UK rail freight demonstrates its true potential in the face of the pandemic
Zoe McLernon, Multi Modal Policy Manager at Logistics UK, provides an overview of how the pandemic is impacting rail freight operations in the UK and how the sector is stepping up to serve the nation.
Credit: Network Rail
From social distancing rules, quarantine measures, border restrictions and the economic downturn, all modes of freight transportation have been impacted by the COVID-19 outbreak. But despite facing operational and financial difficulties, the logistics industry has stepped up to deliver for the nation, and rail freight is no exception. From launching dedicated services to transport critical supplies, running faster trains and increasing cargo capacity, rail freight has played a crucial role in keeping goods moving throughout the pandemic, and continues to do so as the UK is placed under further restrictions.
Increased freight services
Since the early days of the outbreak, rail has seen passenger numbers fall consistently owing to government guidance to ‘stay at home’, while the need for rail freight services only increased in line with consumer demand for food and other critical supplies. In response, Network Rail introduced reduced passenger timetables while allowing more freight trains to run. The organisation also partnered with DB Cargo UK and Transfesa Logistics to launch an express 72-hour rail service to transport essential hygiene, medical and food products from terminals in Valencia and Murcia to London. China-Europe rail links have also been used to transport critical supplies, including first-aid kits, masks and protective clothing. In 2020, China-Europe freight trains transported 1.13 million containers, including 9.39 million items of medical equipment, according to the National Development and Reform Commission.
…rail freight has played a crucial role in keeping goods moving throughout the pandemic, and continues to do so as the UK is placed under further restrictions.
Use of rail freight expanded across many industries and countries, particularly on the China-Europe route. With rail requiring less human interaction – it requires fewer checks – and capacity on air and sea freight services continuing to be strained by reduced services, rail has become the transportation mode of choice for many businesses looking to trade with overseas partners. China-Europe rail volumes reached 1.14m teu (twenty-foot equivalent unit) in 2020, up 56 per cent on 2019; DHL Global Forwarding reported its China-Europe rail volume in 2020 grew 94 per cent compared with 2019 levels. We expect to see this change spark a more permanent shift to use of rail – this would have both environmental and operational benefits – and we hope governments worldwide encourage the further use of rail.
Ensuring a shift to rail can be a permanent one
Logistics UK is impressed by the determination of businesses within the rail freight sector to keep goods moving across the UK during the COVID-19 outbreak; they have shown real flexibility, resilience and efficiency in the face of the pandemic. With rail freight set to play a crucial role in the nation’s economic recovery moving forwards, it is essential that freight trains continue to get the access they need on the network; we also need to see a nationwide programme of infrastructure upgrades to ensure the network is fit for purpose. Only with these measures, can the sector continue delivering for the nation.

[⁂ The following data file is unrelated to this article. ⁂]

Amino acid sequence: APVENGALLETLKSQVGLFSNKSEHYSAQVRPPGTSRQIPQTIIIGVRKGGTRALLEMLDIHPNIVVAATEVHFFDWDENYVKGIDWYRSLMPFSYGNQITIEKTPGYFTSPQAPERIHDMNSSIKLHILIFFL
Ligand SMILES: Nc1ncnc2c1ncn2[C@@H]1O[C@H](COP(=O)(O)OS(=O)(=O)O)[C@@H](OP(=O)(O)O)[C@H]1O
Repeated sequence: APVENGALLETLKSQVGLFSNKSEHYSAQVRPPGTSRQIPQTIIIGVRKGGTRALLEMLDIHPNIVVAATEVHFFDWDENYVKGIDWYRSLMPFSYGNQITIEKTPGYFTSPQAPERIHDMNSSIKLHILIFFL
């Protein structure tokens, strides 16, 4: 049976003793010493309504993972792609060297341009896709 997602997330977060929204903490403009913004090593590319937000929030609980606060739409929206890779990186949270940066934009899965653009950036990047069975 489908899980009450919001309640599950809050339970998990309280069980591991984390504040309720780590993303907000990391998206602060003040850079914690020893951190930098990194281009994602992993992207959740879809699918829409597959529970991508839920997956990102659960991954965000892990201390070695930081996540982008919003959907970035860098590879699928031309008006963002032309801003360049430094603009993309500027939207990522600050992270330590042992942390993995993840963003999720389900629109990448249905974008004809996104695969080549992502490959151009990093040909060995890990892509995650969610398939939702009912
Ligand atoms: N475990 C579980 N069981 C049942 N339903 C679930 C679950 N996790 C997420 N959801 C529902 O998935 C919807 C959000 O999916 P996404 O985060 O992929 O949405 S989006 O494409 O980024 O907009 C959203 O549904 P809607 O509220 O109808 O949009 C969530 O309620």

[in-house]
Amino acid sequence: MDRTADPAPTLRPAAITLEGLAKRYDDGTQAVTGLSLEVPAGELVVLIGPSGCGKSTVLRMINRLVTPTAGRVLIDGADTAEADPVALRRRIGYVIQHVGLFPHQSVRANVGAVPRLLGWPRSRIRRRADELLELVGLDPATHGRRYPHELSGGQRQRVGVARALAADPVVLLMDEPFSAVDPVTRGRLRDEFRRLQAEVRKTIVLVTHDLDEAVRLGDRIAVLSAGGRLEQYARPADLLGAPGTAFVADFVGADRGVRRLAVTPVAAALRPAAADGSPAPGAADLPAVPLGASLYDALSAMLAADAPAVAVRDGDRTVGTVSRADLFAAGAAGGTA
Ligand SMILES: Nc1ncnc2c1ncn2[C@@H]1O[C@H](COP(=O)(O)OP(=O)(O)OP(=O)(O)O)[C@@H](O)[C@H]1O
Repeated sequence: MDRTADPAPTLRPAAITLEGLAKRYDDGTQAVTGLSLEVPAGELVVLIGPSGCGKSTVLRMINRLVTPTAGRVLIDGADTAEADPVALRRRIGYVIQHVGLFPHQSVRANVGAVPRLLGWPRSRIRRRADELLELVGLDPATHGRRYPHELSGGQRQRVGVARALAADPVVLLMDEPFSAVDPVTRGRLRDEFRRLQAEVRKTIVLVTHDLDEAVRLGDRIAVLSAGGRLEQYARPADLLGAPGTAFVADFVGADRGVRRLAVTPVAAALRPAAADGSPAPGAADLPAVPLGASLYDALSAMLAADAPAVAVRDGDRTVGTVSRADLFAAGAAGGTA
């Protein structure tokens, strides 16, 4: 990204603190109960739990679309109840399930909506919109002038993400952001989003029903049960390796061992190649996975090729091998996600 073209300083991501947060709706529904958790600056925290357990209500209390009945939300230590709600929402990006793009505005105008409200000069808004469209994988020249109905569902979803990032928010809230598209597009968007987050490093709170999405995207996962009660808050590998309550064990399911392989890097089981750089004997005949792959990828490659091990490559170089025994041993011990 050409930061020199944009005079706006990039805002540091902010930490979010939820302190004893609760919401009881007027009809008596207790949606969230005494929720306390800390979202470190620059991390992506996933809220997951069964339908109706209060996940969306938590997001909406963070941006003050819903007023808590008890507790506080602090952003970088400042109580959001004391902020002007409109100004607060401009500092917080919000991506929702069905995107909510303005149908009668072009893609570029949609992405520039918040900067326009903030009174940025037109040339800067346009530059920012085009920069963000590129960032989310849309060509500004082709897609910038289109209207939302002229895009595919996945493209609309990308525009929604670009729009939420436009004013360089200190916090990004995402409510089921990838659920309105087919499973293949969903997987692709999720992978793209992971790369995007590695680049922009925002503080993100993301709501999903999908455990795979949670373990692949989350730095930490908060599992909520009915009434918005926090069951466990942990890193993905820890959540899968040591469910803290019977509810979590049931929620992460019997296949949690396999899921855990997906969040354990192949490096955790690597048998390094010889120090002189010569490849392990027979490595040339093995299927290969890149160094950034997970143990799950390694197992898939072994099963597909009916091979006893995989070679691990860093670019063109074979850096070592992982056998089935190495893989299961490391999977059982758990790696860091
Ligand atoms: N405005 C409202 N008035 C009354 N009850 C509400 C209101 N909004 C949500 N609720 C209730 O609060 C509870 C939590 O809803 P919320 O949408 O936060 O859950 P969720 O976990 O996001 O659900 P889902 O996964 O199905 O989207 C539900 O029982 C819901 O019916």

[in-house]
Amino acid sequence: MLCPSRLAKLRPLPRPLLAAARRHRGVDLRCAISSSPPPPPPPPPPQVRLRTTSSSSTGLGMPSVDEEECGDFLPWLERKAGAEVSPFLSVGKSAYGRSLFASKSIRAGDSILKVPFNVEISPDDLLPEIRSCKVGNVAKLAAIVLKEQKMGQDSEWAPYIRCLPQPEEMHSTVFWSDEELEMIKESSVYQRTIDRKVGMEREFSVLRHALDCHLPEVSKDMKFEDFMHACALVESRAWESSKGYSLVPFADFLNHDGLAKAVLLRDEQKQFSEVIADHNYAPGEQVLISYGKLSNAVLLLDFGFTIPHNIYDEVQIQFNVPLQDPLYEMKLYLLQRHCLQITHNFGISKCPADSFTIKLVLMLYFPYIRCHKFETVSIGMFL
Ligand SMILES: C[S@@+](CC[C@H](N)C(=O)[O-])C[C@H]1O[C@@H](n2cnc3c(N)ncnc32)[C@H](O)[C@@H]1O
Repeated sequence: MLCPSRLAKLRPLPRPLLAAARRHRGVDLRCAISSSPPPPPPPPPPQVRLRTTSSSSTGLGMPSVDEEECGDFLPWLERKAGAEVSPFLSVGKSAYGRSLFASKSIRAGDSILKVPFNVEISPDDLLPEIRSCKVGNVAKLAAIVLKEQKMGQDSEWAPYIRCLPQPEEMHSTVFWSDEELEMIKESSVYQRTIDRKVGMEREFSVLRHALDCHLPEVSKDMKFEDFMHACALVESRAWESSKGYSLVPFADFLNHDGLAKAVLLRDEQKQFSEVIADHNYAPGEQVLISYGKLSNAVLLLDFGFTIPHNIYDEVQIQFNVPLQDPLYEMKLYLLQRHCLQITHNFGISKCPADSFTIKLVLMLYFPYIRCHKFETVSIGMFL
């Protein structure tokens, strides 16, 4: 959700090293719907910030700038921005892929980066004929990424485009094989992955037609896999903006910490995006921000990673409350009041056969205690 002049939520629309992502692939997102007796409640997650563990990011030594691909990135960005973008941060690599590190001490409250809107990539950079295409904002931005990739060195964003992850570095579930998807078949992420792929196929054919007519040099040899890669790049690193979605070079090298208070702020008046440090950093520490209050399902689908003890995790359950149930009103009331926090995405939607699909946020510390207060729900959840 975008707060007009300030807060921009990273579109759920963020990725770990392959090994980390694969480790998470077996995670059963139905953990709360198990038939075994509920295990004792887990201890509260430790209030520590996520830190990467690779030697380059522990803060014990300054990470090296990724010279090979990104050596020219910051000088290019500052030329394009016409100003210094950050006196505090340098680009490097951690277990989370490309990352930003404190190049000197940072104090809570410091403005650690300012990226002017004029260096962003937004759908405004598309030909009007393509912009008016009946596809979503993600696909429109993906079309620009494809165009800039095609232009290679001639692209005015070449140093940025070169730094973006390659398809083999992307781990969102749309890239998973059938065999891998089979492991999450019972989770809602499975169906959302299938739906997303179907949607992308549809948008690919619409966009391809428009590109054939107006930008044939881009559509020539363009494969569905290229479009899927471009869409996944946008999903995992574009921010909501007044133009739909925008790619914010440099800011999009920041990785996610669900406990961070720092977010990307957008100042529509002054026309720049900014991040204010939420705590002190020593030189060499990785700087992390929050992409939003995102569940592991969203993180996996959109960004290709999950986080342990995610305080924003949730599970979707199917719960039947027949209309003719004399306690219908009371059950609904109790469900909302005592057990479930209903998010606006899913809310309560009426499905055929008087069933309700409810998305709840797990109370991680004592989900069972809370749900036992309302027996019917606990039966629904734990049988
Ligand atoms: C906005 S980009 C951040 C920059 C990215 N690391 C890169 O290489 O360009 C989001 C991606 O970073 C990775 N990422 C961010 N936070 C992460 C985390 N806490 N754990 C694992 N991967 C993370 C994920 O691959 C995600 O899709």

With rail freight set to play a crucial role in the nation’s economic recovery moving forwards, it is essential that freight trains continue to get the access they need on the network…
Logistics UK (formerly FTA) is one of the UK’s leading business groups, representing logistics businesses which are vital to keeping the UK trading, and more than seven million people directly employed in the making, selling and moving of goods. With COVID-19, Brexit, new technology and other disruptive forces driving change in the way goods move across borders and through the supply chain, logistics has never been more important to UK plc. Logistics UK supports, shapes and stands up for safe and efficient logistics, and is the only business group which represents the whole industry, with members from the road, rail, sea and air industries, as well as the buyers of freight services such as retailers and manufacturers whose businesses depend on the efficient movement of goods. For more information about the organisation and its work, including its ground-breaking research into the impacts of COVID-19 on the whole supply chain, please visit logistics.org.uk.
Zoe McLernon is the Multimodal Policy Manager at Logistics UK. Specialising in air, rail and maritime policy developments, her role includes speaking on behalf of Logistics UK’s multimodal members to stakeholders and government. In addition to her role at Logistics UK, she serves as the Councillor for Bicester South and is Chair of the Personnel Committee and Vice-Chair of the Environment Committee at Bicester Town Council.